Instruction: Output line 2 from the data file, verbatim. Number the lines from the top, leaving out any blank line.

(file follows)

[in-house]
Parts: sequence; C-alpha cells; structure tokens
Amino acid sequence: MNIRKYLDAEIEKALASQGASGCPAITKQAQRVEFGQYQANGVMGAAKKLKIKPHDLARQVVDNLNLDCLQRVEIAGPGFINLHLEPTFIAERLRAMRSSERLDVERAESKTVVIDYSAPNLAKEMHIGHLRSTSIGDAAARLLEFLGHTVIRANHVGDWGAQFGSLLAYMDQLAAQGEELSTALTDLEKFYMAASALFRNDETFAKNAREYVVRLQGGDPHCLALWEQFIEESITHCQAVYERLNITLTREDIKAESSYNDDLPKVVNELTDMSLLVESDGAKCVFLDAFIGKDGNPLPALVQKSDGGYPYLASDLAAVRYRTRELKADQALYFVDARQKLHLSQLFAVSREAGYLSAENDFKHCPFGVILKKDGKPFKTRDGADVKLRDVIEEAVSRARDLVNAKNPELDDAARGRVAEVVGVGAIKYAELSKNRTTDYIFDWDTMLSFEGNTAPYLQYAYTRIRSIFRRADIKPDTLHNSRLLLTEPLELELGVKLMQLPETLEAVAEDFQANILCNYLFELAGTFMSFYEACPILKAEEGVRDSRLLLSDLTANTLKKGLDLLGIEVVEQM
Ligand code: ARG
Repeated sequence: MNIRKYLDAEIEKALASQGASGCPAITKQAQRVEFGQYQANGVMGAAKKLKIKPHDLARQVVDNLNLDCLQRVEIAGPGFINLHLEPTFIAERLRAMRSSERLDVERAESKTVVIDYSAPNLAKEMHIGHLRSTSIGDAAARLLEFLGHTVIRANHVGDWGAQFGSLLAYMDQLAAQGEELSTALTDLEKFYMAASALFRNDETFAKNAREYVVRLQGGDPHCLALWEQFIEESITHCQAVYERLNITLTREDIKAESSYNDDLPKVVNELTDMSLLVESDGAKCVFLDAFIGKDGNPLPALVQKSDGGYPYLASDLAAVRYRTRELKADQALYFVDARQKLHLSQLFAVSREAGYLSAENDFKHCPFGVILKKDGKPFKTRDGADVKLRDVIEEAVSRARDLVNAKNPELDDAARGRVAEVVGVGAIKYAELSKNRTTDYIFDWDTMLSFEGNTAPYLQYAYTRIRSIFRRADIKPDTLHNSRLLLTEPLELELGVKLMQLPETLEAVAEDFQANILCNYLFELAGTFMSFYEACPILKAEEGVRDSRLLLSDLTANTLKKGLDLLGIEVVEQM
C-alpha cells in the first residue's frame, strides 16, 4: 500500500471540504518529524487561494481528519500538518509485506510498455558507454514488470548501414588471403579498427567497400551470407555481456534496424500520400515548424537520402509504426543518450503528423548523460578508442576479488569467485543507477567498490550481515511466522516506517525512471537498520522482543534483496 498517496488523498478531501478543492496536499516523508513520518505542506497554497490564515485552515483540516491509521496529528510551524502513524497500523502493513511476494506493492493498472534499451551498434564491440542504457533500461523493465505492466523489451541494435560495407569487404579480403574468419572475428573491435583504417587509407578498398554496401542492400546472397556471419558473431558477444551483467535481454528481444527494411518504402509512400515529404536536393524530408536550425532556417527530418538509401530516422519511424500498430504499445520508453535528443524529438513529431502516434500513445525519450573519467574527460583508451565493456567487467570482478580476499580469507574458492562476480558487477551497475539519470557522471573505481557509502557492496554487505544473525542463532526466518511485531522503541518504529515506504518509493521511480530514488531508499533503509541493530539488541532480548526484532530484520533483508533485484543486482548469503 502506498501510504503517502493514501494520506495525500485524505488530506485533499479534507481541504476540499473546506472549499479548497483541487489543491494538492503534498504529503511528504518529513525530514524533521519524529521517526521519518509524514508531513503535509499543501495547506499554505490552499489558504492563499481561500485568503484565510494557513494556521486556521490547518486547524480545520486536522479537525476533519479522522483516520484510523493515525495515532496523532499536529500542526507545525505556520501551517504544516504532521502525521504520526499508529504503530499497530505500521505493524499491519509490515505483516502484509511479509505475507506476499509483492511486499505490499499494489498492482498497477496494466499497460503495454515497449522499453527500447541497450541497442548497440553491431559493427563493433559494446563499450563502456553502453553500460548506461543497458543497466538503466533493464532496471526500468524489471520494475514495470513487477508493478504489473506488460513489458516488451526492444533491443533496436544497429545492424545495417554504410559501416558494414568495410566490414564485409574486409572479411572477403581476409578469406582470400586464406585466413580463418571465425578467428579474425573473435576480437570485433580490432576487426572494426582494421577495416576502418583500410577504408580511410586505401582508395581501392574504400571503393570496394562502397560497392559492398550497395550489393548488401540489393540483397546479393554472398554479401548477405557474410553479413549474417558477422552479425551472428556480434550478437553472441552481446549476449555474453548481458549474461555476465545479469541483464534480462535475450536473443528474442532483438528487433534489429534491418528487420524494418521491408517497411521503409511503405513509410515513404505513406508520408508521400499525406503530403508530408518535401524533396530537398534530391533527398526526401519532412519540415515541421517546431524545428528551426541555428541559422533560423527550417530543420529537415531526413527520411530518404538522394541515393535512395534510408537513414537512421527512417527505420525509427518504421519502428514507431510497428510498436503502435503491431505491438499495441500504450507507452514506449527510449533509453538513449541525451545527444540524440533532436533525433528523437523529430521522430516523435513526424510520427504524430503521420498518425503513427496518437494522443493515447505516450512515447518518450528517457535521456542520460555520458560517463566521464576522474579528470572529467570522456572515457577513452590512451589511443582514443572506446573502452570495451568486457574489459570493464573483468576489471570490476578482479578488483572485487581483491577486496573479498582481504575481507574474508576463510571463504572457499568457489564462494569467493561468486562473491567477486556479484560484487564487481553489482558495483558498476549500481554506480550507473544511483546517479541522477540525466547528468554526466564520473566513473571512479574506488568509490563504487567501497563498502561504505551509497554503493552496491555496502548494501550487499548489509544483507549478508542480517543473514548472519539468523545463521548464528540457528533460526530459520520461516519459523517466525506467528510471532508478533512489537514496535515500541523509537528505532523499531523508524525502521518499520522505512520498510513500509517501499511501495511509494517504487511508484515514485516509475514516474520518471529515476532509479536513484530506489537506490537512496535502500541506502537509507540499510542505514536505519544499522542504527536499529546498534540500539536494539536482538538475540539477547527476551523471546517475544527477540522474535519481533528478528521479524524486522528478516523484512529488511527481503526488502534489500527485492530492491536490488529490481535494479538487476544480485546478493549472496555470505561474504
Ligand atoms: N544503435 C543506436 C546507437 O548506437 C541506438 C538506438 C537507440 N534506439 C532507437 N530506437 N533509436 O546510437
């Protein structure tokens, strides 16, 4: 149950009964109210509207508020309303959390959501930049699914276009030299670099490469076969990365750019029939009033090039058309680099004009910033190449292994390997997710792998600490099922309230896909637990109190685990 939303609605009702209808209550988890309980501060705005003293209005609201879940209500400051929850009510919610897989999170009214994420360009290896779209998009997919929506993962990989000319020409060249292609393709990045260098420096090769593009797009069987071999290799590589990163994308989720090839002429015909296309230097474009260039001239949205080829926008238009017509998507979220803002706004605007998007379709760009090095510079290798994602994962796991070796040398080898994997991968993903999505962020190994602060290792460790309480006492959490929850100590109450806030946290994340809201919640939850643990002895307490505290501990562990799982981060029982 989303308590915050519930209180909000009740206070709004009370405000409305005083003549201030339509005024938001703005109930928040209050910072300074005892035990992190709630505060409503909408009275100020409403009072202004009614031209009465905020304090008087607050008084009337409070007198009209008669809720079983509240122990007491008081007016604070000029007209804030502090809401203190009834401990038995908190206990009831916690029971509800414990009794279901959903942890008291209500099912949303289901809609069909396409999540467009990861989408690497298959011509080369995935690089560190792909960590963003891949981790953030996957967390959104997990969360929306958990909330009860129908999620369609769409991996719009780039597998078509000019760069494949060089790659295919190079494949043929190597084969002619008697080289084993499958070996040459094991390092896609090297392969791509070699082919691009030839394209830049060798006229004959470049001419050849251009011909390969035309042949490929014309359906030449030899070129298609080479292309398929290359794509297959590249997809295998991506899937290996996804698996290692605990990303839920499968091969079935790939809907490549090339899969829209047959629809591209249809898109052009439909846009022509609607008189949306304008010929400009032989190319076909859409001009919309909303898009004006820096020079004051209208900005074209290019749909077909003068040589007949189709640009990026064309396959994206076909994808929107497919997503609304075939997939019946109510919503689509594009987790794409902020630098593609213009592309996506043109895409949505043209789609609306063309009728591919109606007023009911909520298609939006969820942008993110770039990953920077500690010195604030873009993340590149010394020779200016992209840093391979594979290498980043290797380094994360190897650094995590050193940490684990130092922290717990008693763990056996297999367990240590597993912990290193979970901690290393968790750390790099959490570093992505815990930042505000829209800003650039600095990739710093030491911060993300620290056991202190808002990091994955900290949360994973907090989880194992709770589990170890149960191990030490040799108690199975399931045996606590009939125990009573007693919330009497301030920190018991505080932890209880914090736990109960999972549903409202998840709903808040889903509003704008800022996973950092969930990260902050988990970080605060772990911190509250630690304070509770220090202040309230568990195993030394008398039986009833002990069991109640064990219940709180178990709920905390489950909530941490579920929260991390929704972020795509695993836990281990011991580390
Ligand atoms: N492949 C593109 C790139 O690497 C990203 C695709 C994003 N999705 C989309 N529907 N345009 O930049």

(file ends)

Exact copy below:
Parts: sequence; C-alpha cells; structure tokens